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Pelosi Tries to Quell Concerns Over Abortion in Health Bill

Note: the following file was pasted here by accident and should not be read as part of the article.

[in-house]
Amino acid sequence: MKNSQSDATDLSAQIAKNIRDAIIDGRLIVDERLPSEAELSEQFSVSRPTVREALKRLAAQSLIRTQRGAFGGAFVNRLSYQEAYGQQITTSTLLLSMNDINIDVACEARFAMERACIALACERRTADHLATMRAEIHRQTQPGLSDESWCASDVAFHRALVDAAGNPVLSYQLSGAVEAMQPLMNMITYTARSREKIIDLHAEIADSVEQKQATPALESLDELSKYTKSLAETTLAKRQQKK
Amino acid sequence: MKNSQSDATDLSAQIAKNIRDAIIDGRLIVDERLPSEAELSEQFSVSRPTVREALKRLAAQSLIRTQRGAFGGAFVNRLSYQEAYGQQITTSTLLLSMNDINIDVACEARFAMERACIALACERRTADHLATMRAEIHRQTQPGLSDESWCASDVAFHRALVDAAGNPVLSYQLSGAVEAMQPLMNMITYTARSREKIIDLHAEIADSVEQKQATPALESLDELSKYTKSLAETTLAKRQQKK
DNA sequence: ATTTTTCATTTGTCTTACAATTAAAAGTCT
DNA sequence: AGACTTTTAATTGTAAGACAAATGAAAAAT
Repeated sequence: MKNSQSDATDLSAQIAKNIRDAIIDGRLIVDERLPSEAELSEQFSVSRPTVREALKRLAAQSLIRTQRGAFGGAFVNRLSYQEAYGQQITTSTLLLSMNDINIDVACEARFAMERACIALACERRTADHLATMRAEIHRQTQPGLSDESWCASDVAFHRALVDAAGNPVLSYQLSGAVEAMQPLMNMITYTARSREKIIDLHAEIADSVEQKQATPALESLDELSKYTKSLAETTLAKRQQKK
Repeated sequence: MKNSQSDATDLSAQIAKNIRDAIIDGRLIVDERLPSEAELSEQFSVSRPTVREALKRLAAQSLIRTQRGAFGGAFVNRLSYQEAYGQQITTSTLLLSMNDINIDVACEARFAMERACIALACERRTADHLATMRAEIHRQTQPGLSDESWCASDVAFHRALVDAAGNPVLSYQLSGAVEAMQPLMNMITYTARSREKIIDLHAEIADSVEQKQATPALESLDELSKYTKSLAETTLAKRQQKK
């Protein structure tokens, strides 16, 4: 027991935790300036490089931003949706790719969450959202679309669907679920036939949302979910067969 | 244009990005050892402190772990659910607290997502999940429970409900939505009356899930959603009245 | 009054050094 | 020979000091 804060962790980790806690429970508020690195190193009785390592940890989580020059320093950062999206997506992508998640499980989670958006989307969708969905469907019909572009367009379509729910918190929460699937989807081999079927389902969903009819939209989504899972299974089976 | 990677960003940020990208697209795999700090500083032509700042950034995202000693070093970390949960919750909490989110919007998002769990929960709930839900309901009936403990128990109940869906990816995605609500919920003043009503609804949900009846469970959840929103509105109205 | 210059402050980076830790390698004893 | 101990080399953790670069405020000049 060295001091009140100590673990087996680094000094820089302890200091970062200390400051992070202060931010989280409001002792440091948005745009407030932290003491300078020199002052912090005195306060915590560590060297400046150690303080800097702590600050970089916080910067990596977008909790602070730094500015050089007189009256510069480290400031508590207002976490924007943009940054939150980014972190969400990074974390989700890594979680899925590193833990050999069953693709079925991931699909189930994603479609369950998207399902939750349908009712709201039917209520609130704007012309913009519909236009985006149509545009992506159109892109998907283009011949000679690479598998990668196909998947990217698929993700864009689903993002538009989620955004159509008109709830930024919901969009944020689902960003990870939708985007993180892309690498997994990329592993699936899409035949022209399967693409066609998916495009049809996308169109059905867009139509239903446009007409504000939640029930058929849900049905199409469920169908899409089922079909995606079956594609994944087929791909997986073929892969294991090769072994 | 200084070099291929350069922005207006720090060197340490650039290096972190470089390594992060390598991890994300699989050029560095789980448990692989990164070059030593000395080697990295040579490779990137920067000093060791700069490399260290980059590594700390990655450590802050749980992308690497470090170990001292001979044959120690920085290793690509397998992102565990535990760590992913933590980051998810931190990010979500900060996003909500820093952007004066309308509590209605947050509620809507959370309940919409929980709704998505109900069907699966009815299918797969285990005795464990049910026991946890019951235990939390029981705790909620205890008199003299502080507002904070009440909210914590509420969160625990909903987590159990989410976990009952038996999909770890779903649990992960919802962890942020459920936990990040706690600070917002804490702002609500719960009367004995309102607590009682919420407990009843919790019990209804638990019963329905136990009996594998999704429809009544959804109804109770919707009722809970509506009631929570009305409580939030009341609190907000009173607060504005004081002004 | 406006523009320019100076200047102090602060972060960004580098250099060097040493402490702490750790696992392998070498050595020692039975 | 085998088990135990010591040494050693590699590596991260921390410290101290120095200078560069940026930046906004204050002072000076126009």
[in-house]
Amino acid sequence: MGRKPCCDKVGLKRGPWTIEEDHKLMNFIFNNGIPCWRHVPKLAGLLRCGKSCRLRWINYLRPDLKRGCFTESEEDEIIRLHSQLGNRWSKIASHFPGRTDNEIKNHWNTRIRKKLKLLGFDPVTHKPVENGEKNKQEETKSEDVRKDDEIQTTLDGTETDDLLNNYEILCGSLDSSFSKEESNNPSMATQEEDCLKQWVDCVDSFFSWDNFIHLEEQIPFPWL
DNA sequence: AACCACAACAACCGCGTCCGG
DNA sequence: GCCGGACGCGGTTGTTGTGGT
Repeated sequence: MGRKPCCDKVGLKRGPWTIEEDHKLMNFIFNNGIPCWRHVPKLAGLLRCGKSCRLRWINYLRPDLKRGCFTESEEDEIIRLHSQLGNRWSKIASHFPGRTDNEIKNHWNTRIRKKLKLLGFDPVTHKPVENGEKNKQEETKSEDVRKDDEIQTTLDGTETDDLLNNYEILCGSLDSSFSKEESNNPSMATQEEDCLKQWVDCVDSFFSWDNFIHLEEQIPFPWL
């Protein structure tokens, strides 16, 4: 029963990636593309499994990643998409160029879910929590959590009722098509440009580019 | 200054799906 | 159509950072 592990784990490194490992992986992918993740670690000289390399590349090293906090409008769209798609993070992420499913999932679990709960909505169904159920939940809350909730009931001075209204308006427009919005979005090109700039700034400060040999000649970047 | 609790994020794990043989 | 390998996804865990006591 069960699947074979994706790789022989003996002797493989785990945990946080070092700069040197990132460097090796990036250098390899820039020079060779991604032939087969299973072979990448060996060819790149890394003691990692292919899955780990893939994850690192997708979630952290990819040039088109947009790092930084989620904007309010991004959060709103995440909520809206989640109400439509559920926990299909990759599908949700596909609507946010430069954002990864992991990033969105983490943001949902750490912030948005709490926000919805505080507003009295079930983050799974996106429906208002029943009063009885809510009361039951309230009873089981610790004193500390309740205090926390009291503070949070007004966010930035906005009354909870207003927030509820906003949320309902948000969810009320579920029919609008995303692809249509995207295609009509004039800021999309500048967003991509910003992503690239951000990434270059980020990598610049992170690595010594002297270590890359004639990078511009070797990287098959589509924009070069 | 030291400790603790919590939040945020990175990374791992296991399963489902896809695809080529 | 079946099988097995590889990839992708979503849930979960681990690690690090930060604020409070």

Speaker Nancy Pelosi (D-Calif.) on Wednesday met privately with anti-abortion Democrats to try to stem growing concerns that abortion services could end up being part of a government-subsidized health care plan.Nineteen Democrats last month sent a letter to Pelosi threatening to oppose any health care bill that doesn’t clarify that federal dollars won’t be used for abortions. Specifically, abortion foes say the bill allows for the possibility that the Health Benefits Advisory Committee will recommend that abortion services be included as part of a benefits package. Unless the bill has a clear exclusion, the lawmakers say, federal dollars could be used to finance abortions across the country.Pelosi tried to find common ground on the issue in a private meeting with Rep. Diana DeGette (D-Colo.) — Pelosi’s point person on the Energy and Commerce Committee — and anti-abortion Reps. Mike Doyle (D-Pa.) and Tim Ryan (D-Ohio). Beyond that meeting, however, anti-abortion Democrats say Pelosi has yet to respond to their concerns by making changes to the health care reform bill.And in the meantime, Democratic opposition to federally funded abortions appears to be growing: Last week, 39 Democrats voted with Republicans to amend the D.C. appropriations bill to bar the use of local dollars for abortions for low-income women. The amendment narrowly failed.“They can continue to ignore us if they want, but at their peril,— said Rep. Bart Stupak (D-Mich.), co-chairman of the Pro-Life Caucus.Stupak said he didn’t know how many Democrats would ultimately oppose the health care bill over the abortion provision. But he said to expect anti-abortion Members to make their voices heard during the vote on the bill’s rule, “if we have to come and force the issue on the floor.—The Michigan Democrat said some Democrats who support abortion rights would oppose the rule, too, because “they just think it’s wrong.—Asked what middle ground there is on the bill’s language, Stupak said the measure should leave the law the way it is. Current law only allows the use of federal dollars for abortion services in cases of rape or incest or when the mother’s life is at risk.Rep. Joe Pitts (R-Pa.), chairman of the House Values Action Team, said he is bracing for Democrats to unveil a “phony compromise— designed to give vulnerable Democrats cover on the issue.“It may express opposition to abortion, say that we’re going to do something through some board or something,— Pitts said. “It’s got to be statutory. We must see it in writing.—